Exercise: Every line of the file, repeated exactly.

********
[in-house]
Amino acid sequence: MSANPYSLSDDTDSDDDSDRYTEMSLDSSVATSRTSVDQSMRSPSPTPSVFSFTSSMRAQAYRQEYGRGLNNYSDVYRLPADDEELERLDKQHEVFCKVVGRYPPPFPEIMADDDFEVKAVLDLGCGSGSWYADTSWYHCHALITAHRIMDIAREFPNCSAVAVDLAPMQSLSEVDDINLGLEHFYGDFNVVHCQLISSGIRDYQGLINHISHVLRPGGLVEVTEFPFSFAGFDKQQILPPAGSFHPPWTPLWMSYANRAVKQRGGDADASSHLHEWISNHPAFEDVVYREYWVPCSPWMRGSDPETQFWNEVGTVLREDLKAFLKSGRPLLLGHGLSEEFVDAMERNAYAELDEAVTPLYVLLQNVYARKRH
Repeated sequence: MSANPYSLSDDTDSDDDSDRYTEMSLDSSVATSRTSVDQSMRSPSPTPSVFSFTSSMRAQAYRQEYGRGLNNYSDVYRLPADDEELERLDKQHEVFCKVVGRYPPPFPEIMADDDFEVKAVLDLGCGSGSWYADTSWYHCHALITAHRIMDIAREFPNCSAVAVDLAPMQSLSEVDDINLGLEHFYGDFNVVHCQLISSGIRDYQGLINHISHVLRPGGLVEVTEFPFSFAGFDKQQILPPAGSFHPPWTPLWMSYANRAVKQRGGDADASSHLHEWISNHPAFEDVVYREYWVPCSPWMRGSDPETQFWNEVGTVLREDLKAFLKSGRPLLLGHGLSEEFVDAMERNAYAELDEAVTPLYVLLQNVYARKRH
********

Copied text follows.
[in-house]
Amino acid sequence: MSANPYSLSDDTDSDDDSDRYTEMSLDSSVATSRTSVDQSMRSPSPTPSVFSFTSSMRAQAYRQEYGRGLNNYSDVYRLPADDEELERLDKQHEVFCKVVGRYPPPFPEIMADDDFEVKAVLDLGCGSGSWYADTSWYHCHALITAHRIMDIAREFPNCSAVAVDLAPMQSLSEVDDINLGLEHFYGDFNVVHCQLISSGIRDYQGLINHISHVLRPGGLVEVTEFPFSFAGFDKQQILPPAGSFHPPWTPLWMSYANRAVKQRGGDADASSHLHEWISNHPAFEDVVYREYWVPCSPWMRGSDPETQFWNEVGTVLREDLKAFLKSGRPLLLGHGLSEEFVDAMERNAYAELDEAVTPLYVLLQNVYARKRH
Repeated sequence: MSANPYSLSDDTDSDDDSDRYTEMSLDSSVATSRTSVDQSMRSPSPTPSVFSFTSSMRAQAYRQEYGRGLNNYSDVYRLPADDEELERLDKQHEVFCKVVGRYPPPFPEIMADDDFEVKAVLDLGCGSGSWYADTSWYHCHALITAHRIMDIAREFPNCSAVAVDLAPMQSLSEVDDINLGLEHFYGDFNVVHCQLISSGIRDYQGLINHISHVLRPGGLVEVTEFPFSFAGFDKQQILPPAGSFHPPWTPLWMSYANRAVKQRGGDADASSHLHEWISNHPAFEDVVYREYWVPCSPWMRGSDPETQFWNEVGTVLREDLKAFLKSGRPLLLGHGLSEEFVDAMERNAYAELDEAVTPLYVLLQNVYARKRH